In production, they fill that straight tube with sand, heat it, then bend it. If a kink does form, pitch it and try again.

Could do the math, the circumference does not change, but comparing the area of a circle with that of an oval and taking the ratio of the area of the oval with a circle, normally not that much with a smaller kink. Course the best way, is to avoid kinking it, that also takes patience with badly corroded fittings and trying to put two large tube fitting wrenches in impossible to reach areas. From your photo, that kink looks like a challenge, would try heating it first then try to straighten it out slowly before working out the kink. Best to remove that hose and all that rubber first, and use plenty of PB blaster so you don't wreck the other end. Or send it to Jack.

ScotY on Wed October 07, 2009 4:57 AM User is offlineView users profile

Nick,
Thanks for the tips. I've looked at it and puzzled through a way to unkink it and I think I'd just ruin it. If I could find a junk one to practice on, I might just to that and see how well I do.

Jack,
Thanks for the reply. I am still searching for a good used one but if I can't find one, it's good to know that you guys can probably fix it. Will get in touch if needed.

NickD on Wed October 07, 2009 9:18 AM User is offline

Who broke it? Or is that classified information. If I even have to fool with a heater hose, cut it off with a new blade in a utility knife, don't even try to work it off and replace the hose. Favorite phrase is, just want to remove it, don't want to wreck it. Easier said than done.

ScotY on Wed October 07, 2009 1:47 PM User is offlineView users profile

I bought the entire evaporator used and the rubber outer concealed the damage. Previous owner failed to use a wrench on the sides and bent the tube.

HVargas on Wed October 07, 2009 2:42 PM User is offlineView users profile

What was the reason for not using the evaporator and hoses provided in the kit you bought?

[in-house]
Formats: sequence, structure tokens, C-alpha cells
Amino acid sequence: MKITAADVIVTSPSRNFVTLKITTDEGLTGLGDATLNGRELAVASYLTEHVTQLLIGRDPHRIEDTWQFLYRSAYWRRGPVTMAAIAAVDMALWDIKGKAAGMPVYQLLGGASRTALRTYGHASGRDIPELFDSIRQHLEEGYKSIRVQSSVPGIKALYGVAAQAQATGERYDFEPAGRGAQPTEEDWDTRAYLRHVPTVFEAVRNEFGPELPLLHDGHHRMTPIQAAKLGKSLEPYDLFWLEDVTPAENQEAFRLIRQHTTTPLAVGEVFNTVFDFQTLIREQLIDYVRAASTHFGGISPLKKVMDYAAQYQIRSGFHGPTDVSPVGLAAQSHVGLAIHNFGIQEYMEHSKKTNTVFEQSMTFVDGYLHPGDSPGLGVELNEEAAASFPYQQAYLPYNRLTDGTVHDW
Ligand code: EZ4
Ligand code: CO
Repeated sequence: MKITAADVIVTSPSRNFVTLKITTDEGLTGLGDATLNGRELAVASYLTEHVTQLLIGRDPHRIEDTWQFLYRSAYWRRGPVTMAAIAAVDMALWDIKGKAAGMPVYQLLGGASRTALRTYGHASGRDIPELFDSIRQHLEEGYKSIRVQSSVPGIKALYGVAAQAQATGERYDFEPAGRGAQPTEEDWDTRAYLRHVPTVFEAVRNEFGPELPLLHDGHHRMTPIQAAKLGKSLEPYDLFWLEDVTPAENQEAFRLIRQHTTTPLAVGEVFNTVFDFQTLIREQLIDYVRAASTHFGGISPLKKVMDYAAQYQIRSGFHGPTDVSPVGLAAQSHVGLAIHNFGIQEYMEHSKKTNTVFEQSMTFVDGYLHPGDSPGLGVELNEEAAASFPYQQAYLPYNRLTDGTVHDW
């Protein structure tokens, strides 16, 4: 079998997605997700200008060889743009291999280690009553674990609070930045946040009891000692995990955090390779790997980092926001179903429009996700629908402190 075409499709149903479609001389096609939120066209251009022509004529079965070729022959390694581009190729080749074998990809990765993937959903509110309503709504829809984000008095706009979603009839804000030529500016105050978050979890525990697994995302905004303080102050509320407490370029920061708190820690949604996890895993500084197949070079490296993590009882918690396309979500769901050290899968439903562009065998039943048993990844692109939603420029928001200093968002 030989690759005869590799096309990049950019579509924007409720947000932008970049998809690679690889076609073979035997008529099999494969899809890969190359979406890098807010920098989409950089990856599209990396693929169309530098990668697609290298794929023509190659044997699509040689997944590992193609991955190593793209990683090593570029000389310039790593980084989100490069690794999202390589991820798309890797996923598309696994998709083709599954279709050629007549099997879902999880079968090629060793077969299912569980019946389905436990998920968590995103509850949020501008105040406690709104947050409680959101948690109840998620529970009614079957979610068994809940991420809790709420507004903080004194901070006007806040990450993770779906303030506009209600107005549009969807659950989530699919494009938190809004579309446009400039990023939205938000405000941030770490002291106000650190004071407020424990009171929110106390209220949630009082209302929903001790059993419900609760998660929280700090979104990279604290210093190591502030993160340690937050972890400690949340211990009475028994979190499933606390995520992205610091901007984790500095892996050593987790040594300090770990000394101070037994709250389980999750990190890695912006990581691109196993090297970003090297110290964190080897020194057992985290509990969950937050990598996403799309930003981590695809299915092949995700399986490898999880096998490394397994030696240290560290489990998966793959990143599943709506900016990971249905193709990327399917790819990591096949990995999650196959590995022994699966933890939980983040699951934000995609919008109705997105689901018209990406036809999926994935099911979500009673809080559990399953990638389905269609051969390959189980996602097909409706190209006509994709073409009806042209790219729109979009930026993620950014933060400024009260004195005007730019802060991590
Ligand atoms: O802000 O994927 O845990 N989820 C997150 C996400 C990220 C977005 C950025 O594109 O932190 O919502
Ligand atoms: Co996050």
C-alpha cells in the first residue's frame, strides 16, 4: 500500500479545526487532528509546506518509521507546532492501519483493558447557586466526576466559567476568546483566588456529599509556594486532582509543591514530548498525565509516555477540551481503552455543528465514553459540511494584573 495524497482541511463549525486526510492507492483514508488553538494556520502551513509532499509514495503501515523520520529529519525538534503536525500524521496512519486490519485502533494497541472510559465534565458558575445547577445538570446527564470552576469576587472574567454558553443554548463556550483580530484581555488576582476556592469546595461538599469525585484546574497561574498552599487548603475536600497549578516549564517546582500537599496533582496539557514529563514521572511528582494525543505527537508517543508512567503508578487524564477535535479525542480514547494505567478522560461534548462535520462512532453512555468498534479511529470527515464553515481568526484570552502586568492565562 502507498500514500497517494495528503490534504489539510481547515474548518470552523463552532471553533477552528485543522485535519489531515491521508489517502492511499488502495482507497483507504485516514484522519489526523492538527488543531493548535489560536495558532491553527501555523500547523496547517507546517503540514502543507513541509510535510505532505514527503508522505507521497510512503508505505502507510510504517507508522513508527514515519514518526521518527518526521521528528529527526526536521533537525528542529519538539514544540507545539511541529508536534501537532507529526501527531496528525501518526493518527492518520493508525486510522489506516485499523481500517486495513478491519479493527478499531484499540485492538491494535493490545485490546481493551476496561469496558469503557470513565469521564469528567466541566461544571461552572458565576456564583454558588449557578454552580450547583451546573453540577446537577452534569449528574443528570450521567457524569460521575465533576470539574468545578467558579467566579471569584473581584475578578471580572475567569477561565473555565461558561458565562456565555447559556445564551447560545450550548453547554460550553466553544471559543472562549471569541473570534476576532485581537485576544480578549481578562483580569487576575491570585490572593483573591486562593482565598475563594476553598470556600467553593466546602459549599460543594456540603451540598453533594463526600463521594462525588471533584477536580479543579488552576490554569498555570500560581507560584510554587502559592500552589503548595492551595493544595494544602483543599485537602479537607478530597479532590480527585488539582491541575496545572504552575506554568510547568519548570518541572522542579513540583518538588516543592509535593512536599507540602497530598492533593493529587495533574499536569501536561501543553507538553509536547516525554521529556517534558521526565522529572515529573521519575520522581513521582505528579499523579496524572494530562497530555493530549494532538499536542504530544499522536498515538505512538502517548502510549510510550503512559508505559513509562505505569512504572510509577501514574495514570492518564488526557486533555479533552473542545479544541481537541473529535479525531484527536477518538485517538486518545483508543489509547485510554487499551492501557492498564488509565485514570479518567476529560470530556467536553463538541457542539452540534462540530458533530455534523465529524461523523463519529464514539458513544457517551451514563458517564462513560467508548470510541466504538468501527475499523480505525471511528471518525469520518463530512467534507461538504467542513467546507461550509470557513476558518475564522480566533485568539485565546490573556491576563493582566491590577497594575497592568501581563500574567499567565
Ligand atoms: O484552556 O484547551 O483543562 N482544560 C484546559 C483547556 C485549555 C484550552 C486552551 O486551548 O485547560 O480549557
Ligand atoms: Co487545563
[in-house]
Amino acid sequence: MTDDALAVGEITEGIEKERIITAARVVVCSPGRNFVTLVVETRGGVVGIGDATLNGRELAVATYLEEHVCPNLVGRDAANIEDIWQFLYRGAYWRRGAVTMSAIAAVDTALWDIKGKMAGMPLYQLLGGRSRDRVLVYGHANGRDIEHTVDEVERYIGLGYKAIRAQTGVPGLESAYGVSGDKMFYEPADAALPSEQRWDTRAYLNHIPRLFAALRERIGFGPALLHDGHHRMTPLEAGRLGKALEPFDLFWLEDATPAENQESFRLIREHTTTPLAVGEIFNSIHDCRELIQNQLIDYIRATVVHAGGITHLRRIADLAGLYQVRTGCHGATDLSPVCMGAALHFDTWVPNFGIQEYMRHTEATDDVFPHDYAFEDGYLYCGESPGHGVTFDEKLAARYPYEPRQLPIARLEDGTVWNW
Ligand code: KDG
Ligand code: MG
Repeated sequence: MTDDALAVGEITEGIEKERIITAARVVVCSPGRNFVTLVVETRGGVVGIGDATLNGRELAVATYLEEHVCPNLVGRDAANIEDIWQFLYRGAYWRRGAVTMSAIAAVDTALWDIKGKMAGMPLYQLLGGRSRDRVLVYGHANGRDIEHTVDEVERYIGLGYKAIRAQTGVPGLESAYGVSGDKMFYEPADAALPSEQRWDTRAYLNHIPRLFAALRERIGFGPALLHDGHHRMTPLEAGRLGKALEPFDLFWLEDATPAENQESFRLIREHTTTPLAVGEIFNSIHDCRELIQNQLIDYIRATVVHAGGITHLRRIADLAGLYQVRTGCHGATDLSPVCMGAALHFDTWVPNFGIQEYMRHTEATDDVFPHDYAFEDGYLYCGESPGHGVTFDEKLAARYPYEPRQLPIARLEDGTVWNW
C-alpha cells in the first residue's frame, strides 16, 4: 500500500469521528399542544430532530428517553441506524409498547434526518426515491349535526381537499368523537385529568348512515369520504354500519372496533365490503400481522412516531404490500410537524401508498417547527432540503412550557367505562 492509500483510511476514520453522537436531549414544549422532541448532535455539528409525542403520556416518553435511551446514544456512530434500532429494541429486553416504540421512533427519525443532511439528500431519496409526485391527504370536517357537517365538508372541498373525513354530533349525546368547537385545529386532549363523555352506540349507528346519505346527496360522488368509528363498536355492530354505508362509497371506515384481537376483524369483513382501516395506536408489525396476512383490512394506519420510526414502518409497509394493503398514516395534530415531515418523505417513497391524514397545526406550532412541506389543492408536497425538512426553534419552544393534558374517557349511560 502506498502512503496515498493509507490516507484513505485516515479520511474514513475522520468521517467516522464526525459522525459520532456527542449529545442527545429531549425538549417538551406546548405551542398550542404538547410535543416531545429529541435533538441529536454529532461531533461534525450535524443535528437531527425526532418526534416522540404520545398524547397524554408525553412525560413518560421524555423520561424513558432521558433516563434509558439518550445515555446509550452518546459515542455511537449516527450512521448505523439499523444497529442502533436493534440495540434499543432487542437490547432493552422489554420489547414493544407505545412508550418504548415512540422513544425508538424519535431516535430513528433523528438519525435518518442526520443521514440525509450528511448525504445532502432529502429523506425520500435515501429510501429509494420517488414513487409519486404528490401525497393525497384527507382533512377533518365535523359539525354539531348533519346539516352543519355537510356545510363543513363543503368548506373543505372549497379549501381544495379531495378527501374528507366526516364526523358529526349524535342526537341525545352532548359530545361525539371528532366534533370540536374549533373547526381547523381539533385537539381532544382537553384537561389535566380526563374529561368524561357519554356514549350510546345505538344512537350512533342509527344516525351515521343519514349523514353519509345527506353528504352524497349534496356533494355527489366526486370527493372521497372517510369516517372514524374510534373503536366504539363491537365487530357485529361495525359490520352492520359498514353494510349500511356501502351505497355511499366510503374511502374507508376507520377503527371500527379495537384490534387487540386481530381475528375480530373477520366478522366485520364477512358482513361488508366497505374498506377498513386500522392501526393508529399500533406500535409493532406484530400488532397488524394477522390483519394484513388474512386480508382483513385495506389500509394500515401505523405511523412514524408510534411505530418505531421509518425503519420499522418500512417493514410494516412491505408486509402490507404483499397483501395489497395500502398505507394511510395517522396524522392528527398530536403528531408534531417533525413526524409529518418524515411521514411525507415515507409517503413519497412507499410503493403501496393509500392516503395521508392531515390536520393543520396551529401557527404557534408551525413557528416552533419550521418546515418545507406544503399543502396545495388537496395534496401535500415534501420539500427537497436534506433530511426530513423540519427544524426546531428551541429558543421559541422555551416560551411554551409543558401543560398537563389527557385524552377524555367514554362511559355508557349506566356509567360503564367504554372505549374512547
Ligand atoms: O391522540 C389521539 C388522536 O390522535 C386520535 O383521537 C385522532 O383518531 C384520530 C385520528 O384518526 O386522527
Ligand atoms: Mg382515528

-------------------------

When considering your next auto A/C purchase, please consider the site that supports you: ACkits.com
Contact: Arizona Mobile Air

ScotY on Thu October 08, 2009 1:36 PM User is offlineView users profile

Hi Adam,

I am currently using the evaporator that was included in the AMA kit...works fine. Two reasons for wanting to use the OEM unit. First, I'm swapping engines and it would be easier to have the lines exit lower on the firewall. The AMA kit evap lines are high up on the firewall, OEM evap lines are at the bottom. Second, I was told by a very experienced mechanic that I might want to try an OEM evap unit, that a serpentine evap sometimes works better. I wasn't given a reason and I don't know enough to know why he suggested this. He's no longer around so can't ask him the reasons why. In any case, all the stuff I do is for the learning/knowledge so I don't mind experimenting.

iceman2555 on Thu October 08, 2009 5:27 PM User is offlineView users profile

If this pipe is so important, why not simply located the correct inlet and outlet fittings (type used for making AC hoses), the correct size alum tube and bend the pipe to specifications. Weld the fittings into the new alum pipe. Re insulate the tube, covering the weld marks with insulation and there ya are....one new metal A/C line. Another repair, check the routings first, would be to simply construct a flexible AC line with new fittings and use this instead. Heck, find some brass tubing, the correct fittings and use that. This does not seem to be a insurmountable problem. With all the gobbledegook going on...the darn thing could already have been repaired.

-------------------------
The strongest reason for the people to retain the right to keep and bear arms is, as a last resort, to protect themselves against tyranny in government.
Thomas Jefferson

TRB on Thu October 08, 2009 5:36 PM User is offlineView users profile

As Iceman has stated just make a new line. Fittings can be located as well as tubing and tubing benders.

Tube Bender Equipment

-------------------------

When considering your next auto A/C purchase, please consider the site that supports you: ACkits.com
Contact: ACKits.com

HVargas on Thu October 08, 2009 5:50 PM User is offlineView users profile

If you want to you can send us the old one and we can replicate it with rubber line. Might be better for your engine swap anyways since it will give you some room to move it around.

-------------------------

When considering your next auto A/C purchase, please consider the site that supports you: ACkits.com
Contact: Arizona Mobile Air

Back to Automotive Air Conditioning Forum

We've updated our forums!
Click here to visit the new forum

Archive Home

Copyright © 2016 Arizona Mobile Air Inc.